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December 14, 2010 9:26 AM

Icahn Gives Up Fight for Lions Gate Shares

Posted by Alison Frankel

From The Am Law Litigation Daily

On Monday, Carl Icahn announced he's dropping his tender offer for shares of Lions Gate, the movie studio he had hoped to merge with MGM. And for that reprieve from the rapacious activist investor, Lions Gate's board members and the shareholders who support them can thank Wachtell, Lipton, Rosen & Katz and Quinn Emanuel Urquhart & Sullivan.

Here's why. Icahn imposed an unusual condition on his $7.50-a-share tender offer for Lions Gate equity, insisting that he'd purchase shares at that price only if New York state supreme court justice James Yates issued a preliminary injunction blocking rival investor (and Lions Gate director) Mark Rachesky from voting his recently acquired Lions Gate shares at the company's December 14 annual meeting. (Shareholders will vote at the meeting on Icahn's proposed opposition slate of five new directors.) But on December 9, after a two-day hearing in which Lions Gate's lawyers at Wachtell and Rachesky's counsel from Quinn Emanuel opposed the injunction, Judge Yates denied Icahn's bid to enjoin Rachesky from voting the new shares.

"The Icahn Group has not made an actual showing that it would be irreparably and inequitably harmed by the denial of the preliminary injunction," Judge Yates concluded, noting that Lions Gate has pledged to hold another shareholders meeting in September 2011. "The court's denial of the application for a preliminary injunction is conditioned upon that commitment. In effect, denial of the preliminary injunction at this time will permit existing shareholders to vote on December 14 while giving Icahn, if he loses the proxy fight on that day and should prevail in the ensuing itigation, an opportunity for a new election with votes counted as he seeks in less than ten months."

Icahn had accused Lions Gate and Rachesky of tortious interference in the July 2010 exchange of about $100 million in convertible notes held by Kornitzer Capital Management into Lions Gate shares held by a fund affiliated with Rachesky. The debt-to-equity swap had the effect of increasing Rachesky's stake in Lions Gate to 29 percent and diluting Icahn's stake from 37.9 percent to 33.5 percent.

Rachesky counsel Andrew Rossman of Quinn told us Icahn's "principal objective" in the tortious interference suit was to obtain an injunction blocking Rachesky from voting his new shares at the annual meeting Tuesday. In October, Icahn lost a parallel attempt to enjoin the Rachesky swap in a proceeding in Vancouver, British Columbia. Wachtell and Quinn Emanuel also led the defense in the Canada case, in which the court held a four-day hearing on Icahn's injunction bid.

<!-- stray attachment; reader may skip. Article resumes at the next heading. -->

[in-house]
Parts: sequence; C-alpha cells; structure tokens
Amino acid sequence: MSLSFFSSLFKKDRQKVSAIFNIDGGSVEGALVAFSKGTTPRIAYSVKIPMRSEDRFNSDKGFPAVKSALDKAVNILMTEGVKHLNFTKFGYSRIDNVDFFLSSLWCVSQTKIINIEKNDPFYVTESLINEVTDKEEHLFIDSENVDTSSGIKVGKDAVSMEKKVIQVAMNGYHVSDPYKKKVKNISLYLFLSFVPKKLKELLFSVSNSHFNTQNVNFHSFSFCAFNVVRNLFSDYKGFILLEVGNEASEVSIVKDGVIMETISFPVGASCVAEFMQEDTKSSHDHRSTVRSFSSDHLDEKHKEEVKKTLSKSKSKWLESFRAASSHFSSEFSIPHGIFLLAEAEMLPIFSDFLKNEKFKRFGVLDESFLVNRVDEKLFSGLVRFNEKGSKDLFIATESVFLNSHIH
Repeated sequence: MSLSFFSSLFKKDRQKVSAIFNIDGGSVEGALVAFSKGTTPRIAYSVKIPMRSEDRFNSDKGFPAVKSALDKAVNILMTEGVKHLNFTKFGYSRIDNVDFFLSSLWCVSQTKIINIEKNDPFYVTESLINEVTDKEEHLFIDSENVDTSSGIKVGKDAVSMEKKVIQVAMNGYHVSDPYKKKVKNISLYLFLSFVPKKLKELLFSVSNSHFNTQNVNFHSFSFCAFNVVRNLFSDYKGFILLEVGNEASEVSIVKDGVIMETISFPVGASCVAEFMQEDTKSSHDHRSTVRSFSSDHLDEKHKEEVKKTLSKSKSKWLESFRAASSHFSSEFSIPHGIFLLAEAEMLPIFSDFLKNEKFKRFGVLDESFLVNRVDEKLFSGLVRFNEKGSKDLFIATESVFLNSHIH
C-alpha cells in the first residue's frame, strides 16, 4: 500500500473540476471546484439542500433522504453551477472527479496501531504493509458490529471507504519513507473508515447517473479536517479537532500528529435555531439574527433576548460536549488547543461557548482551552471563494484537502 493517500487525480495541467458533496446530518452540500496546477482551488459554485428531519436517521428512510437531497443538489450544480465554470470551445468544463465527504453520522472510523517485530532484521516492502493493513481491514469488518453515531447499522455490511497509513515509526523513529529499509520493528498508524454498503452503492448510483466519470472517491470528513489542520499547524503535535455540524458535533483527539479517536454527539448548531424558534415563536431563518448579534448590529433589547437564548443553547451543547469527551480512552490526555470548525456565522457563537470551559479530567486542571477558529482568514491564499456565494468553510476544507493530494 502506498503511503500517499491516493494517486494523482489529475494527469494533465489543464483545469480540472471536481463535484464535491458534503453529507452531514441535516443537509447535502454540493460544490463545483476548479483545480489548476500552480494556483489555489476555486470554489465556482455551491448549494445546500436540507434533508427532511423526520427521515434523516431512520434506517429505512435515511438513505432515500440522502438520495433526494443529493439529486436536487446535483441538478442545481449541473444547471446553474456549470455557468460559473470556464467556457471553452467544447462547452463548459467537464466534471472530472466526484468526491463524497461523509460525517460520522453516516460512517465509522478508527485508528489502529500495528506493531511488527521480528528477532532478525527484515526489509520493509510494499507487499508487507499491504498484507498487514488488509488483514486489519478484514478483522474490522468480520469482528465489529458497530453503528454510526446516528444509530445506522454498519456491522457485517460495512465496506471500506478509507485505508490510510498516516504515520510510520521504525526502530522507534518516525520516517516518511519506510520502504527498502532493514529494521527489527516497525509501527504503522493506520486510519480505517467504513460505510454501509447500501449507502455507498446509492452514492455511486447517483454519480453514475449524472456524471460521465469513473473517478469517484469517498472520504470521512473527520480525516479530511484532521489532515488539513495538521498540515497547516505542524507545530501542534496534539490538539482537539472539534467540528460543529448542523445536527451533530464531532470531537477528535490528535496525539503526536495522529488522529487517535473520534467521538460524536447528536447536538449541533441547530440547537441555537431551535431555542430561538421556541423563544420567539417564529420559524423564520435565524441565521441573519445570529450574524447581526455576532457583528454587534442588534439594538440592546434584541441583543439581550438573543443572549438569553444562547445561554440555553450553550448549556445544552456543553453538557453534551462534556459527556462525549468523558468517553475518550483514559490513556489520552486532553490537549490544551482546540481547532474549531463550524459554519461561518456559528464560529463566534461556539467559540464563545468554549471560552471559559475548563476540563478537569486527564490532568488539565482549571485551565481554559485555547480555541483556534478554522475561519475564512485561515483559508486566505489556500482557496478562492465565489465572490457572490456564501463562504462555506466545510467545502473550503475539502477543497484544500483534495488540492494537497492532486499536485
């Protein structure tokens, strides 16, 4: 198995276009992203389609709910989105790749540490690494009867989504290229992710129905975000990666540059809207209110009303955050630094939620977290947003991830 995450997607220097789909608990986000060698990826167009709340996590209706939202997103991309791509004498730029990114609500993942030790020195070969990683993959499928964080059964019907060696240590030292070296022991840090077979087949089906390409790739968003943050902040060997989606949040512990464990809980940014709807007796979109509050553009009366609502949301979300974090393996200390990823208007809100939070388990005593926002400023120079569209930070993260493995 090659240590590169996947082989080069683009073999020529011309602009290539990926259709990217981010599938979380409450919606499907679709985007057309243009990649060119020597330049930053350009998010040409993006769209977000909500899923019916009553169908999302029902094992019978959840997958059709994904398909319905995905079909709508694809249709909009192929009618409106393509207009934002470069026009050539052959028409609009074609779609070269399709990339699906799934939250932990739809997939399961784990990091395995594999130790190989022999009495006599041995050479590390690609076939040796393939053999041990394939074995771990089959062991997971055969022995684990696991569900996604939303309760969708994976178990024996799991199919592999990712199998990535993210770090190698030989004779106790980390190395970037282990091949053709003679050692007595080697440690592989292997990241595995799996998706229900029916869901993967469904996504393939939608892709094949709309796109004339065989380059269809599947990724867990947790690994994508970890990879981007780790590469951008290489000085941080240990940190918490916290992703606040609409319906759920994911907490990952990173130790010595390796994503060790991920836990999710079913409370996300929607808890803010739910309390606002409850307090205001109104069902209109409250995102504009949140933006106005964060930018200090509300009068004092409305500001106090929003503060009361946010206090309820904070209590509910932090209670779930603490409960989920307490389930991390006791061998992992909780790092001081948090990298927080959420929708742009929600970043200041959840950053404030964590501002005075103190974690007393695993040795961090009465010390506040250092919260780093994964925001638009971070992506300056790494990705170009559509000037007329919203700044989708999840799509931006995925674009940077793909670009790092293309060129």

In his statement announcing the withdrawal of his Lions Gate tender offer, Icahn conceded that it was "now virtually impossible for us to prevail in the proxy contest" for board seats at the December 14 meeting, but he urged shareholders to vote for his slate nonetheless. As Brian Baxter has reported at The Am Law Daily, Icahn's slate of proposed Lions Gate directors includes former Winston & Strawn partner Daniel Ninivaggi, who's now president of Icahn Enterprises.

Perhaps not surprisingly, Winston & Strawn has been Icahn's counsel in the Lions Gate litigation. We called Joseph DiBenedetti but didn't hear back.

Icahn's statement on the expiration of the tender offer suggests that he intends to continue to pursue the case against Rachesky and Lions Gate. "We are pleased that [Judge Yates] agreed to hold a full trial on the matter within the next several months and will require Lions Gate to hold a meeting of shareholders again in September 2011 following his ruling in the case," the statement says. "We will continue to monitor the situation at Lions Gate and will aggressively take all actions necessary to protect our investment, and we reserve all of our rights with respect to Lions Gate and its securities."

Rachesky counsel Rossman said his side was pleased with Judge Yates's ruling. "In our view [the debt-to-equity swap] was a valid transaction, a highly beneficial transaction for the company," he said. "Icahn's claims are without merit."

We should note that Wachtell is on a nice roll in bet-the-company M&A litigation. Last month, you'll recall, the firm won a Delaware Supreme Court ruling that bars an Air Products-sponsored attempt to push up the annual meeting of its takeover target, Airgas. William Savitt is Wachtell's lead in the Lions Gate case.

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